Randy A. Fleischer, Esq.
There is no question that discriminatory acts occur every day. Bias based on race, national origin, religion, sex or gender, pregnancy, age, disability, sexual orientation and gender identity, continues to be a problem in employment, in housing and in public accommodations. This is true even when such discriminatory acts violate the law. While Florida does not have any law that protects people from discrimination based on sexual orientation or gender identify, Broward County, Miami Dade County and Palm Beach County have ordinances that provide such protection. The U.S. Congress is reviewing legislation that will add those classifications to federal law.
If you have been a victim of discrimination, the issue is not whether discrimination exists, the question is “how do you prove it”? Discrimination is difficult to prove. Judges think narrowly as to what is relevant to your allegation. If you allege you were fired because of your race, you will need to prove that the person who made the decision was substantially motivated to terminate you because of your race. Some judges would demand nothing less than for you to bring the person or persons responsible for making the decision and get them to testify that the reason they fired you was because of your race. How often is that going to happen?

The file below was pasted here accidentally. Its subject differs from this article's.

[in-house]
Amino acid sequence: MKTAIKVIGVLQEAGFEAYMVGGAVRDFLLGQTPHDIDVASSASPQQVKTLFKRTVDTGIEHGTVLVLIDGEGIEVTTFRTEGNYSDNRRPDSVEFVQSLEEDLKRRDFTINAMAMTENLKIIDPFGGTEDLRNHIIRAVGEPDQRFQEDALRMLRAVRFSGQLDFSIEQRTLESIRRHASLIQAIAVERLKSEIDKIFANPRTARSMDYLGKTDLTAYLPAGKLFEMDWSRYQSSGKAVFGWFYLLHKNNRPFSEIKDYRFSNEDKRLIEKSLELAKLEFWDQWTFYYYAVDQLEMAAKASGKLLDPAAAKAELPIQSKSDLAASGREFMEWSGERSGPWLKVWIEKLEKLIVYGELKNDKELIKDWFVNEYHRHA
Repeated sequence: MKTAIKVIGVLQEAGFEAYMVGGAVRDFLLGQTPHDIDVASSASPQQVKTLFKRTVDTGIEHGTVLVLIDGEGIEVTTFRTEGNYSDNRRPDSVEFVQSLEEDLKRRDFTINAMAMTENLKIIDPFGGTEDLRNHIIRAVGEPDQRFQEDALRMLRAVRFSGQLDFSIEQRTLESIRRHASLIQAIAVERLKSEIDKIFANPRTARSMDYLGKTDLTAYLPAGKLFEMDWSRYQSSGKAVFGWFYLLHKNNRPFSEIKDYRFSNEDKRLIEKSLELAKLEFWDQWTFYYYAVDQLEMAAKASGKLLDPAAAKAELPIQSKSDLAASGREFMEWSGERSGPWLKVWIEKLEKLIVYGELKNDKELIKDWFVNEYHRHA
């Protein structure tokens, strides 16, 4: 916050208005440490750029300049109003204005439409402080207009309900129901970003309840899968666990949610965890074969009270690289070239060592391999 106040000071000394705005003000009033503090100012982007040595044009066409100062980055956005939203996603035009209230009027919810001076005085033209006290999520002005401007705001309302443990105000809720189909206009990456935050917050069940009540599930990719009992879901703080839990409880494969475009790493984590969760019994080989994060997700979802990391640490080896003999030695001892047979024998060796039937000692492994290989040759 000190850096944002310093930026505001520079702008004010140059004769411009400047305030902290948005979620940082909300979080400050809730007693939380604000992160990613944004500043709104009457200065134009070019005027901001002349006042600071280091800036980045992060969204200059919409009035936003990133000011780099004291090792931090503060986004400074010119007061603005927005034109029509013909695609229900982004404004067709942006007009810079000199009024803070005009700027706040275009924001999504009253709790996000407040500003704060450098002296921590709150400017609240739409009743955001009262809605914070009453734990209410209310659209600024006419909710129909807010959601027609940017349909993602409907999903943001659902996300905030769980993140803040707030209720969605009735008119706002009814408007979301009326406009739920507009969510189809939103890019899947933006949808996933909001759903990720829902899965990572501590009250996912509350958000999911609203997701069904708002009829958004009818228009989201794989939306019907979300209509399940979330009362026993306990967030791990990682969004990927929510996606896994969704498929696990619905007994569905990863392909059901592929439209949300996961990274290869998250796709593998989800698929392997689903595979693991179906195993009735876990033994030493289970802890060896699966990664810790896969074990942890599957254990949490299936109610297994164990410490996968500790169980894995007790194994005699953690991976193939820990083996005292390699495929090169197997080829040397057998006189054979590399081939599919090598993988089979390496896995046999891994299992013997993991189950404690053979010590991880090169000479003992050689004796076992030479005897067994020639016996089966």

In the summer of 2009 the U.S. Supreme Court determined that in order to prove age discrimination you had to show “but, for” causation. Meaning that “but, for” your age, you would not have been terminated. Attorneys representing employers would argue that means if the company had any other reason for the termination, or if you had some other reason for the termination, you could not prove age discrimination. If the company has financial issues (who doesn’t); or claims you were making too much money (after 20 years of promotions and salary increases); or claims you had a bad attitude (because younger people with less experience you trained were promoted over you); or claims you had performance issues (because you were never properly trained on the new computer programs); or claims you had absentee issues (because of doctor appointments or caring for a loved one); or because you claim that it was not only age discrimination but also for discrimination based on gender, religion or race: then that would be enough to lose an age discrimination case based on a narrow interpretation of the Gross v FBL Investments majority opinion.